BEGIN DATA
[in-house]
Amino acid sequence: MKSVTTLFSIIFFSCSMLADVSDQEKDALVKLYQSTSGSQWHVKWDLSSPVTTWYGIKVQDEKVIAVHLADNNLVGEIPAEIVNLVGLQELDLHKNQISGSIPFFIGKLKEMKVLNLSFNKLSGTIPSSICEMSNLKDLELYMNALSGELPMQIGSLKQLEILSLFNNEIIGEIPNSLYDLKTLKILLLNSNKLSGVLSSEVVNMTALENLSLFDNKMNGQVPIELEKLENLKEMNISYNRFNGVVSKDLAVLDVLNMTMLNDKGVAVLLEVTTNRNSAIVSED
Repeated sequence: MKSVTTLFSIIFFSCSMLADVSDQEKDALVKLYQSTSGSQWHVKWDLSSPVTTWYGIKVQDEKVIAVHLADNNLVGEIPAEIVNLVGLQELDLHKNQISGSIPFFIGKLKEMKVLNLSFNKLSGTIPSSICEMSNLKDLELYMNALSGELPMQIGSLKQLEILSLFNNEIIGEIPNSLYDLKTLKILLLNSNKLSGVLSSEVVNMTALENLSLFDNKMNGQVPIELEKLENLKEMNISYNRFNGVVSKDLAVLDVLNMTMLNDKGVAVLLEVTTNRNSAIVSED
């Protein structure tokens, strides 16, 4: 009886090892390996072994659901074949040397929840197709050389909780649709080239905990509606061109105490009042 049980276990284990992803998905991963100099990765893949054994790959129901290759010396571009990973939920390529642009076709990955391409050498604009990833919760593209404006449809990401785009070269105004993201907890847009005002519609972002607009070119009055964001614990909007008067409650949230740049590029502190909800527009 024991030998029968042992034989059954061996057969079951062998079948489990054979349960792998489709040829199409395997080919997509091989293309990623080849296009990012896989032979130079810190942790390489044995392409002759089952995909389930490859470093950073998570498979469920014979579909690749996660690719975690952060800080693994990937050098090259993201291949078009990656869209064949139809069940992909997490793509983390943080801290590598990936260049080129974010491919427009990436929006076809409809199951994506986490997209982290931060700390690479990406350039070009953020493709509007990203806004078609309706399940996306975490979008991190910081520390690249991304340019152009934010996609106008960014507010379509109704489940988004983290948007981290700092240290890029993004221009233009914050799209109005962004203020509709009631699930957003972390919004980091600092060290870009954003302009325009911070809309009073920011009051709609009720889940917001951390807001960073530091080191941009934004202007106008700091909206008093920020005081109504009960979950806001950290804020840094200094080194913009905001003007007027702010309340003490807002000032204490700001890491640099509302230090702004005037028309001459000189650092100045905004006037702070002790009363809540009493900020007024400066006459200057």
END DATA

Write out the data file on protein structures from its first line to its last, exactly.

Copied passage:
[in-house]
Amino acid sequence: MKSVTTLFSIIFFSCSMLADVSDQEKDALVKLYQSTSGSQWHVKWDLSSPVTTWYGIKVQDEKVIAVHLADNNLVGEIPAEIVNLVGLQELDLHKNQISGSIPFFIGKLKEMKVLNLSFNKLSGTIPSSICEMSNLKDLELYMNALSGELPMQIGSLKQLEILSLFNNEIIGEIPNSLYDLKTLKILLLNSNKLSGVLSSEVVNMTALENLSLFDNKMNGQVPIELEKLENLKEMNISYNRFNGVVSKDLAVLDVLNMTMLNDKGVAVLLEVTTNRNSAIVSED
Repeated sequence: MKSVTTLFSIIFFSCSMLADVSDQEKDALVKLYQSTSGSQWHVKWDLSSPVTTWYGIKVQDEKVIAVHLADNNLVGEIPAEIVNLVGLQELDLHKNQISGSIPFFIGKLKEMKVLNLSFNKLSGTIPSSICEMSNLKDLELYMNALSGELPMQIGSLKQLEILSLFNNEIIGEIPNSLYDLKTLKILLLNSNKLSGVLSSEVVNMTALENLSLFDNKMNGQVPIELEKLENLKEMNISYNRFNGVVSKDLAVLDVLNMTMLNDKGVAVLLEVTTNRNSAIVSED
């Protein structure tokens, strides 16, 4: 009886090892390996072994659901074949040397929840197709050389909780649709080239905990509606061109105490009042 049980276990284990992803998905991963100099990765893949054994790959129901290759010396571009990973939920390529642009076709990955391409050498604009990833919760593209404006449809990401785009070269105004993201907890847009005002519609972002607009070119009055964001614990909007008067409650949230740049590029502190909800527009 024991030998029968042992034989059954061996057969079951062998079948489990054979349960792998489709040829199409395997080919997509091989293309990623080849296009990012896989032979130079810190942790390489044995392409002759089952995909389930490859470093950073998570498979469920014979579909690749996660690719975690952060800080693994990937050098090259993201291949078009990656869209064949139809069940992909997490793509983390943080801290590598990936260049080129974010491919427009990436929006076809409809199951994506986490997209982290931060700390690479990406350039070009953020493709509007990203806004078609309706399940996306975490979008991190910081520390690249991304340019152009934010996609106008960014507010379509109704489940988004983290948007981290700092240290890029993004221009233009914050799209109005962004203020509709009631699930957003972390919004980091600092060290870009954003302009325009911070809309009073920011009051709609009720889940917001951390807001960073530091080191941009934004202007106008700091909206008093920020005081109504009960979950806001950290804020840094200094080194913009905001003007007027702010309340003490807002000032204490700001890491640099509302230090702004005037028309001459000189650092100045905004006037702070002790009363809540009493900020007024400066006459200057």